Is anyone else annoyed by being asked how they’re going to change the world? I’m in the process of making a career change (which is exercising my capacity for change to the limit) and am encountering multiple business gurus and motivational speakers urging me to define how I want to change the world. I don’t seem to possess this aspiration and occasionally have to fight the feeling that something’s wrong with me. Recently, I came across Drew Dudley’s TED Talk on everyday leadership where he says, in part:
“…as long as we make leadership something bigger than us, as long as we keep leadership something beyond us, as long as we make it about changing the world, we give ourselves an excuse not to expect it every day from ourselves and from each other.”
If I study the entirety of his remarks, Dudley still seems to be arguing for trying to change the whole world, but at least he’s got a lighter hold on the concept. Maybe Michael Jackson sang it better:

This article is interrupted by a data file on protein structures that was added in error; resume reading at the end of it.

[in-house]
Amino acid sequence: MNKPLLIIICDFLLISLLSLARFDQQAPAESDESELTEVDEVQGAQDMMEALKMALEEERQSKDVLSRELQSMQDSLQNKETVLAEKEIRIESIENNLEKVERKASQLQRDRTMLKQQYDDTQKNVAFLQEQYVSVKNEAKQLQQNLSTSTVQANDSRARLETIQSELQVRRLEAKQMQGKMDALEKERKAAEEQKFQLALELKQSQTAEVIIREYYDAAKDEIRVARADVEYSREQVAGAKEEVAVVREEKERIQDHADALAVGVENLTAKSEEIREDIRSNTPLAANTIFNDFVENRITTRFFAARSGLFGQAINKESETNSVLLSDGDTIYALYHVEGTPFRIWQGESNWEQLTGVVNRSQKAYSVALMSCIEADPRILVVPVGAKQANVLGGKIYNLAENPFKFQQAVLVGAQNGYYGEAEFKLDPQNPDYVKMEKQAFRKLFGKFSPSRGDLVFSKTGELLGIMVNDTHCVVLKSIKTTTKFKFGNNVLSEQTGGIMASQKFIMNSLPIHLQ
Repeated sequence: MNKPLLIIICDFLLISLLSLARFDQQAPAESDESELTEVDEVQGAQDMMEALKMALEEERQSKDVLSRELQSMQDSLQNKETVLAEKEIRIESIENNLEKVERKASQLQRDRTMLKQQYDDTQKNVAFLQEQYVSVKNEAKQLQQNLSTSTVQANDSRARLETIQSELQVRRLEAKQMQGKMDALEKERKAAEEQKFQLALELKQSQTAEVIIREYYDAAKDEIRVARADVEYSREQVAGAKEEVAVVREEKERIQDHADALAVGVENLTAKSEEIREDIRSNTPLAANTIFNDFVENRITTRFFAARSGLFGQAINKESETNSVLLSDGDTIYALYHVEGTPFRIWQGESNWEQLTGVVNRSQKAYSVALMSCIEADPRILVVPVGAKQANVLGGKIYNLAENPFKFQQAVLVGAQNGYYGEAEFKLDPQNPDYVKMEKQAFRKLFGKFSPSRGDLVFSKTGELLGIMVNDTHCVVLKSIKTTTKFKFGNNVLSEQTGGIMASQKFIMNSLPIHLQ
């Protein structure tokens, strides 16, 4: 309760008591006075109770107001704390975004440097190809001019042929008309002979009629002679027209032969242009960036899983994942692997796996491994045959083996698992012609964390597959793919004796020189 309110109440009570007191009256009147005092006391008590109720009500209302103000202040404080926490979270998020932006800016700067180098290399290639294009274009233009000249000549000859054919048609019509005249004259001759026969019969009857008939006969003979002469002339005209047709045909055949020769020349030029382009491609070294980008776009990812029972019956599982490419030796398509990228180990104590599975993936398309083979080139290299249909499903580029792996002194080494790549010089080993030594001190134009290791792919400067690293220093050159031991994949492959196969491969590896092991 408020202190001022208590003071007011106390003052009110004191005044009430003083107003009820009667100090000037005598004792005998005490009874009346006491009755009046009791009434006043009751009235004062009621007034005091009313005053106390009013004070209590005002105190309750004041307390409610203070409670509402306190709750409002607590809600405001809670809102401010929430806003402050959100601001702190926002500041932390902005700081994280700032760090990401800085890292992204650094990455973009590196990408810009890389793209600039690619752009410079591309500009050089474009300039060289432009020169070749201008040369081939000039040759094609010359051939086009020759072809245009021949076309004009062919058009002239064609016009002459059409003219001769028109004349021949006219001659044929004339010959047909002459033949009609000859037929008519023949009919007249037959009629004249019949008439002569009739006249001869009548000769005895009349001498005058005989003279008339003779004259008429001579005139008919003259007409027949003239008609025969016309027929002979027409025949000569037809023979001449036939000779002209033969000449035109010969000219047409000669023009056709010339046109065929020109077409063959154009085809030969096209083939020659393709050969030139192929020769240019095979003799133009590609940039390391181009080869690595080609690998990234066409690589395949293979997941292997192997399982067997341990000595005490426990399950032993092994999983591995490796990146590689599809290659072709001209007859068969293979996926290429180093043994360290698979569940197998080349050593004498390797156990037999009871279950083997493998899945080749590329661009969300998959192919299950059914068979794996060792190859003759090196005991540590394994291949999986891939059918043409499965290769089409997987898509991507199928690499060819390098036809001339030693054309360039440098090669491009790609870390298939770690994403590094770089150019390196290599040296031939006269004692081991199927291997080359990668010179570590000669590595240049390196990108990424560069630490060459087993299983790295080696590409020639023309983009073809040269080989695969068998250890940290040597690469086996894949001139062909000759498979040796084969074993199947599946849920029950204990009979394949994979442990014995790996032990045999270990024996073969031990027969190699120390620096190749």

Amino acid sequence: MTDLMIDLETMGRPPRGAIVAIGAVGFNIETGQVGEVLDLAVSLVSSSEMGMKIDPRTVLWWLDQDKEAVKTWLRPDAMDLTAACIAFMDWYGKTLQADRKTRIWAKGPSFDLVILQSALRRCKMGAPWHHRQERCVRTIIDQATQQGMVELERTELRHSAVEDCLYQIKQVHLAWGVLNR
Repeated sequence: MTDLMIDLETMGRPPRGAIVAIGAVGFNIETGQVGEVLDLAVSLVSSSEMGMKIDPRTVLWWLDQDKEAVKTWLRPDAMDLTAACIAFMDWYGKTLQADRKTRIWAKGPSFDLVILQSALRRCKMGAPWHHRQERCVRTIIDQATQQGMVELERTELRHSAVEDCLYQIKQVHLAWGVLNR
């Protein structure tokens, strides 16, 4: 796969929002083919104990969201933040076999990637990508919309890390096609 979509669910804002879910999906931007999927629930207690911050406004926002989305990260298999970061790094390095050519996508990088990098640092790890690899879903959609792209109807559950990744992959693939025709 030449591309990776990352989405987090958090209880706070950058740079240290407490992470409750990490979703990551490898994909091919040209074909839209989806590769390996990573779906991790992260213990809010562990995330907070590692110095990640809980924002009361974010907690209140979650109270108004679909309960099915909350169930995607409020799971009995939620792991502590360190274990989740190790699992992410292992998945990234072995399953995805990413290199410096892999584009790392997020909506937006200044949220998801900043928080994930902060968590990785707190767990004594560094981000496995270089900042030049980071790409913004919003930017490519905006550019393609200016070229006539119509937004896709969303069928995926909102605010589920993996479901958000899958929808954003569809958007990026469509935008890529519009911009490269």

“If you wanna make the world a better place
Take a look at yourself and then make a change, yey
Na na na, na na na, na na na na oh ho”
The idea of 6 billion people each trying to change the world strikes me as comical at best. The idea that we can solve/fix problems of any great size is a Western, and particularly, an American concept. It doesn’t seem to jibe with our current understanding of quantum physics and it flies in the face of the world’s religious teachings. It certainly doesn’t square with Buddhism. The very definition of Islam is surrender and submission to God’s will. For Sufis of a certain stage, yesterday is dead, tomorrow is not born and today is in the throes of death. Rumi said “Yesterday I was clever, so I wanted to change the world. Today I am wise, so I am changing myself”. I think he also said that those who know God do not desire to change a thing. And, not to leave out Ram Dass: Be Here Now.
Sarah can be reached by phone: 415-221-6126 or by email: sarah415info(at)gmail.com